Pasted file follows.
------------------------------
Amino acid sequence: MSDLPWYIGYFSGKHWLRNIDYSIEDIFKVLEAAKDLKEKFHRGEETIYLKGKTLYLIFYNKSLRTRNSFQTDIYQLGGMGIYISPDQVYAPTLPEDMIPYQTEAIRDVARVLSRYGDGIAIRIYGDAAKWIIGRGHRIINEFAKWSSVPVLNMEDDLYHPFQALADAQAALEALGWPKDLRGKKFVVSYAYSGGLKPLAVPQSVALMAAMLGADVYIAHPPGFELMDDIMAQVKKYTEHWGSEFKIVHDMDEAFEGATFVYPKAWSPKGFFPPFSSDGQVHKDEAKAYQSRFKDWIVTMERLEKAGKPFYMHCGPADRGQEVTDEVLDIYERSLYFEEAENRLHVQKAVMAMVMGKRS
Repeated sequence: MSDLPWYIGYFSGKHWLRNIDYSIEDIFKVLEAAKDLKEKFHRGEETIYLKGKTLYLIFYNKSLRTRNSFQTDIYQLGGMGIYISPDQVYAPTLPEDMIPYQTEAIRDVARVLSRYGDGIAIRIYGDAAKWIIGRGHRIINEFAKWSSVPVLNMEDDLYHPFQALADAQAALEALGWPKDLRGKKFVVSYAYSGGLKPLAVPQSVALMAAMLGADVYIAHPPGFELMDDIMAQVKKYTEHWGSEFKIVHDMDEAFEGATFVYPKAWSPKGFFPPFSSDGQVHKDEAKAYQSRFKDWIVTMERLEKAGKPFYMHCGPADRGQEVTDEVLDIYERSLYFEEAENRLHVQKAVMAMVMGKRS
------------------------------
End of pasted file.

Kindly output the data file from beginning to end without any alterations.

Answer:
Amino acid sequence: MSDLPWYIGYFSGKHWLRNIDYSIEDIFKVLEAAKDLKEKFHRGEETIYLKGKTLYLIFYNKSLRTRNSFQTDIYQLGGMGIYISPDQVYAPTLPEDMIPYQTEAIRDVARVLSRYGDGIAIRIYGDAAKWIIGRGHRIINEFAKWSSVPVLNMEDDLYHPFQALADAQAALEALGWPKDLRGKKFVVSYAYSGGLKPLAVPQSVALMAAMLGADVYIAHPPGFELMDDIMAQVKKYTEHWGSEFKIVHDMDEAFEGATFVYPKAWSPKGFFPPFSSDGQVHKDEAKAYQSRFKDWIVTMERLEKAGKPFYMHCGPADRGQEVTDEVLDIYERSLYFEEAENRLHVQKAVMAMVMGKRS
Repeated sequence: MSDLPWYIGYFSGKHWLRNIDYSIEDIFKVLEAAKDLKEKFHRGEETIYLKGKTLYLIFYNKSLRTRNSFQTDIYQLGGMGIYISPDQVYAPTLPEDMIPYQTEAIRDVARVLSRYGDGIAIRIYGDAAKWIIGRGHRIINEFAKWSSVPVLNMEDDLYHPFQALADAQAALEALGWPKDLRGKKFVVSYAYSGGLKPLAVPQSVALMAAMLGADVYIAHPPGFELMDDIMAQVKKYTEHWGSEFKIVHDMDEAFEGATFVYPKAWSPKGFFPPFSSDGQVHKDEAKAYQSRFKDWIVTMERLEKAGKPFYMHCGPADRGQEVTDEVLDIYERSLYFEEAENRLHVQKAVMAMVMGKRS